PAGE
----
BBC’s Indian Summers: Yet another Chhota Hazri


A new BBC TV series trapped in the Raj serves up the obligatory, exotic nostalgia: Outlook India

With opening titles superimposed on kegs of haldi and saffron blown to oblivion for no apparent reason, scored with a requisite tabla cacophony and pictures of stoic sahibs in Simla, the latest incarnation of ‘Raj TV’ has hit British screens with Indian Summers—an ‘epic drama’ set in the Himalayan foothills in 1932.

Since the days of the Raj vanished into nostalgic sprays of fragrant rain, it seems British TV executives are struck with pangs of yearning for a big budget retro-imperial programme at least once a decade—usually part ‘serious’ drama, part ‘what the hell am I watching’? And there always remains an element of these stories that is framed in the most intricate, and most purple, prose.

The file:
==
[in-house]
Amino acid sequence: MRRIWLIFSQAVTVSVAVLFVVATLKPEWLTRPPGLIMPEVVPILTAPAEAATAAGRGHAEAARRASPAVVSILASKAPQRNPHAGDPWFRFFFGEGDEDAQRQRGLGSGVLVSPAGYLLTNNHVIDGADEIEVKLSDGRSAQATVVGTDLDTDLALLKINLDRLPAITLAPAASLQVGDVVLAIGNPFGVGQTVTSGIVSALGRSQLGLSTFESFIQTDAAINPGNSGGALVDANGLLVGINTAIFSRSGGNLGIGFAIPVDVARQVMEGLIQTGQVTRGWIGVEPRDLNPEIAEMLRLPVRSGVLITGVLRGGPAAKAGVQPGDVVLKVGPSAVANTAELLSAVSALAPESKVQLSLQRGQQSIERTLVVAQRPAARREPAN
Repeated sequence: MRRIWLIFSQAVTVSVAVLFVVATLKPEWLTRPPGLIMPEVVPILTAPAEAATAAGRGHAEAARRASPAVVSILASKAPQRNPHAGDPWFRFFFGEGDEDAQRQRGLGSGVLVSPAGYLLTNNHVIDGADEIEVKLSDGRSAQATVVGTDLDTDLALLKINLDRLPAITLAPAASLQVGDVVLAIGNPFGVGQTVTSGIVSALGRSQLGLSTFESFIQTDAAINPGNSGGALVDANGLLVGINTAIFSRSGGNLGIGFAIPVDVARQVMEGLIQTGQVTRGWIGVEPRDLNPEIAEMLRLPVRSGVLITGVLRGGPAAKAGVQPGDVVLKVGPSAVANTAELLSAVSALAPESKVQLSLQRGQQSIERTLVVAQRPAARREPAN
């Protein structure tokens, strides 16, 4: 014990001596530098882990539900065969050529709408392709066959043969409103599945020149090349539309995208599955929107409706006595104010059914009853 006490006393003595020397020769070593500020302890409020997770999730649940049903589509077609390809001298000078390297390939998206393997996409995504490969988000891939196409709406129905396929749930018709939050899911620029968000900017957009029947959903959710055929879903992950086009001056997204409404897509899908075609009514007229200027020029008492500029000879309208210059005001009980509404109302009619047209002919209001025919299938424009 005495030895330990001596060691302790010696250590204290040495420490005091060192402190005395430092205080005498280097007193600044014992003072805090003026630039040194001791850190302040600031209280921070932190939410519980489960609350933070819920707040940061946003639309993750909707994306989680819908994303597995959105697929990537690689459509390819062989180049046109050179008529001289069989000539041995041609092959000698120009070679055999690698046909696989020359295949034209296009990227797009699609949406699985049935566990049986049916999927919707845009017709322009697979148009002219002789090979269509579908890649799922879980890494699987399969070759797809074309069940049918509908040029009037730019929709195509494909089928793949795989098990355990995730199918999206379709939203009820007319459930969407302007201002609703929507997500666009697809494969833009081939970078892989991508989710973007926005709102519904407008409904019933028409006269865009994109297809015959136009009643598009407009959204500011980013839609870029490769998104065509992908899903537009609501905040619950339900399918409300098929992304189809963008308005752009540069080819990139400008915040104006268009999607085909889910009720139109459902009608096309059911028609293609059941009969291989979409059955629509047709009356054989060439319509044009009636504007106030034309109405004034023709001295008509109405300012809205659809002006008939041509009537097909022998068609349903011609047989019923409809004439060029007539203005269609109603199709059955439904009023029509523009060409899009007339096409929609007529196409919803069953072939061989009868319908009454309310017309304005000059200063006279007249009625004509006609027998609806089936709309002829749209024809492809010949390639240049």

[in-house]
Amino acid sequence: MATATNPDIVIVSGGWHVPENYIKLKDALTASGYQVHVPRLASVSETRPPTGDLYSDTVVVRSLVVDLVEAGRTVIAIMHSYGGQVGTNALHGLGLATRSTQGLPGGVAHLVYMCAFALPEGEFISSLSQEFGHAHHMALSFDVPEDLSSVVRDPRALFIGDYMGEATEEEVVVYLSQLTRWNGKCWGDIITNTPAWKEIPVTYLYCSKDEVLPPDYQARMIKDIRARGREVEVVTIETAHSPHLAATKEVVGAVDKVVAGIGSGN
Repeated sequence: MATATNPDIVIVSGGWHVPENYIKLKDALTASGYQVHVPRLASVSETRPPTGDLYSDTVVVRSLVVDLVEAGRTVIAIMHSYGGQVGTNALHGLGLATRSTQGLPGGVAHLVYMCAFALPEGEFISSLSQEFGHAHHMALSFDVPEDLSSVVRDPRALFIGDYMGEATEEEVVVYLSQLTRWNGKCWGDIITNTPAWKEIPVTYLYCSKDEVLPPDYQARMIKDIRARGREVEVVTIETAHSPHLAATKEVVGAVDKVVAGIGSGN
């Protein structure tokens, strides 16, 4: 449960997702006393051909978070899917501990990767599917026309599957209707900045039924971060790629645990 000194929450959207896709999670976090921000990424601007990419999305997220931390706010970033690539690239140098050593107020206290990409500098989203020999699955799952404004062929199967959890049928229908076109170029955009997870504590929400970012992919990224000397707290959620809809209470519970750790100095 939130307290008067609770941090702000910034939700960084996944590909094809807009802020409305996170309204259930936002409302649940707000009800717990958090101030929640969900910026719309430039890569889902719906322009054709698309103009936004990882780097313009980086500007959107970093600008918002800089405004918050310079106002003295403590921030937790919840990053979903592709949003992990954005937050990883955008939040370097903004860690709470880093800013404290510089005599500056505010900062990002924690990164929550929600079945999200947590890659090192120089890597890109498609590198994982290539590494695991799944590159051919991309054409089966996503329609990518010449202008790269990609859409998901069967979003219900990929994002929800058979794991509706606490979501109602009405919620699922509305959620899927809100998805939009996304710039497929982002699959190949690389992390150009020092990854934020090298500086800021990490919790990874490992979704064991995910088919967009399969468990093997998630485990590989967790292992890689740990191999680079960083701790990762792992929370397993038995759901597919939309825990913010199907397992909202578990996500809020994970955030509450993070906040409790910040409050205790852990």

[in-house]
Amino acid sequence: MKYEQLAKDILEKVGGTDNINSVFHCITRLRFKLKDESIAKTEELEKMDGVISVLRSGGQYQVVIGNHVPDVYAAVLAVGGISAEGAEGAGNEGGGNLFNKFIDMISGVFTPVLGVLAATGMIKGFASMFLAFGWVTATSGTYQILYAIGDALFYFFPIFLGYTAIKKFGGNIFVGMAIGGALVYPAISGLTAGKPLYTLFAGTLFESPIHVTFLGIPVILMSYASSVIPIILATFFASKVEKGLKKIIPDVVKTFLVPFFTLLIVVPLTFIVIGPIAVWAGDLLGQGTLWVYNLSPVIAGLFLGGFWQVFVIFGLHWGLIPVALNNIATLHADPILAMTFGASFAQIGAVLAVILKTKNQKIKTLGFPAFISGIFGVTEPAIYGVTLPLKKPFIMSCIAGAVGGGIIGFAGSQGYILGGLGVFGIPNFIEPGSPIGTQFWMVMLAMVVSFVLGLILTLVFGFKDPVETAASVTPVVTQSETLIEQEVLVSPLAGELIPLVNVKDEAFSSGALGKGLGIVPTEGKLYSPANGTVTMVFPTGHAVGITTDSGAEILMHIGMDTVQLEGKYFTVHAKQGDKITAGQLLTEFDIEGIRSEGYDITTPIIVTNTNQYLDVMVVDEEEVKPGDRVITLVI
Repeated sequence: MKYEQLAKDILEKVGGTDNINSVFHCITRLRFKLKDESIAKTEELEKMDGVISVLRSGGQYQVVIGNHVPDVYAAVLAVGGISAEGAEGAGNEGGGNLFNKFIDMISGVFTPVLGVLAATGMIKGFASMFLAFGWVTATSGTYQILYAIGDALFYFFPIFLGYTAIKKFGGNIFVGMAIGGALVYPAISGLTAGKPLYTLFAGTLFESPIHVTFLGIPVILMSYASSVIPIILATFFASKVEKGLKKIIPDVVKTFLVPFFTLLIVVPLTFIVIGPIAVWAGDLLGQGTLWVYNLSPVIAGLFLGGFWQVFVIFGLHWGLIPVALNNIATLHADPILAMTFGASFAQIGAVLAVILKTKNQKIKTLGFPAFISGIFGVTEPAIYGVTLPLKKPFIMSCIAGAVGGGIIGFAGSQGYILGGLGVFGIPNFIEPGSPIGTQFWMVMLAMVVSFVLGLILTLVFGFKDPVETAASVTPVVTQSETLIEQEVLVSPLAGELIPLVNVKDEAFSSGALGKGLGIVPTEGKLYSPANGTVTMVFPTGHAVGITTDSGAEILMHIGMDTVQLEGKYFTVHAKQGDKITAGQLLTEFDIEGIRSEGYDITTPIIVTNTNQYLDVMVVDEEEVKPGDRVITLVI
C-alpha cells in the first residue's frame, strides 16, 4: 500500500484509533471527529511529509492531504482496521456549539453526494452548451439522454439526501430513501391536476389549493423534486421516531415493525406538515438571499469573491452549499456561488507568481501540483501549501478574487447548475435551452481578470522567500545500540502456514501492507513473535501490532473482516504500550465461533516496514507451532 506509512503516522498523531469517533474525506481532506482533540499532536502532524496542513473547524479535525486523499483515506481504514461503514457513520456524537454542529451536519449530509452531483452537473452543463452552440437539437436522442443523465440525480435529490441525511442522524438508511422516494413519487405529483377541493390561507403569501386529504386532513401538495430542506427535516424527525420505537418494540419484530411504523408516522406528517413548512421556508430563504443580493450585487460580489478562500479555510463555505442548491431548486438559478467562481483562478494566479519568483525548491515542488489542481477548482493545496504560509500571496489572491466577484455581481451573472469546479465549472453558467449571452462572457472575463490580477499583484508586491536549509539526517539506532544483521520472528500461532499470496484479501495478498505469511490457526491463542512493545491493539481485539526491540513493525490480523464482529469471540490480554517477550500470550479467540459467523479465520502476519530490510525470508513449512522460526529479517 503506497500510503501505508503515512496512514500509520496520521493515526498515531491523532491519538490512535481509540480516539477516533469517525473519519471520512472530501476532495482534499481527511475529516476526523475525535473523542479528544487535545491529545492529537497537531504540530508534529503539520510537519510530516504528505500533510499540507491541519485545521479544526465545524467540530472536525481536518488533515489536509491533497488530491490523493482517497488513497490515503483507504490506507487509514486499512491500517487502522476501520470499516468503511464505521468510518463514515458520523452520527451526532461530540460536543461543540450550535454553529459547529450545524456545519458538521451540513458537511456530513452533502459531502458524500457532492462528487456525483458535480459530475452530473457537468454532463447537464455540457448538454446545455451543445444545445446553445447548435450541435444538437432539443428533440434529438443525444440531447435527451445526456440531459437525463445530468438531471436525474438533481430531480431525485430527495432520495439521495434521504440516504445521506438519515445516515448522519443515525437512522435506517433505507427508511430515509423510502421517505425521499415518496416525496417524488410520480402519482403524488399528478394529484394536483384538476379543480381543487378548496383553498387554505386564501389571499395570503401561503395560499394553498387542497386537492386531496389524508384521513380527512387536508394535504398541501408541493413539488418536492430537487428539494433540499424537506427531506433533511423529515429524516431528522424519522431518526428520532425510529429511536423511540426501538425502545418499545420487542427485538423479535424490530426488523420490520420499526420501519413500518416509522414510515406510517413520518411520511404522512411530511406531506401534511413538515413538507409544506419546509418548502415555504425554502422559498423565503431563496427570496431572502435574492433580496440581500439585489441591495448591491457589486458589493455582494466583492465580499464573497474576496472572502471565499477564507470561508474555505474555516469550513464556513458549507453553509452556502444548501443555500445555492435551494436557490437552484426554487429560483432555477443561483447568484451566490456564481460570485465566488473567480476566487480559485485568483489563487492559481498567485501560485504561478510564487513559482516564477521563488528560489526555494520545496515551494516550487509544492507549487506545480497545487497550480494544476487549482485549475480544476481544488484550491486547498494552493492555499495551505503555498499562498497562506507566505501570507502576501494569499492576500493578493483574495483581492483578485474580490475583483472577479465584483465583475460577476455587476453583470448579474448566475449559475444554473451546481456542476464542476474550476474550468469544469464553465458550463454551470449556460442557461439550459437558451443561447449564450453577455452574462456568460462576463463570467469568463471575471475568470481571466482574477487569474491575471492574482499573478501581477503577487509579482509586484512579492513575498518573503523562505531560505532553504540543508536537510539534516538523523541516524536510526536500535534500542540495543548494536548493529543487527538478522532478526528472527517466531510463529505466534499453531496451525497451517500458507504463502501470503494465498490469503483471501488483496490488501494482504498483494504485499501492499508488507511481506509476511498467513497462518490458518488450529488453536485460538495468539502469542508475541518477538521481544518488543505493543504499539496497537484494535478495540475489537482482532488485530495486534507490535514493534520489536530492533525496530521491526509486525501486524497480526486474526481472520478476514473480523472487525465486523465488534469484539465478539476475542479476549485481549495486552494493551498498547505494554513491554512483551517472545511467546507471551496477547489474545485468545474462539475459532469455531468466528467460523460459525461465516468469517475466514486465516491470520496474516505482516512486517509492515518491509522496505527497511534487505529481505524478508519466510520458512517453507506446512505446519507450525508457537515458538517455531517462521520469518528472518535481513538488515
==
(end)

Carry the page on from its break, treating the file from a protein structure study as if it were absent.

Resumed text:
BBC’s Indian Summers is no different, at times utilising a fine cast—headed by the talented Julie Walters on the British side and the equally accomplished Roshan Seth on the Indian—for moments of genuine pathos, and at times, as the Observer rather marvellously put it, “tremendously silly but violent flaps over dated flapper dresses” and “mustachioed plotting”.

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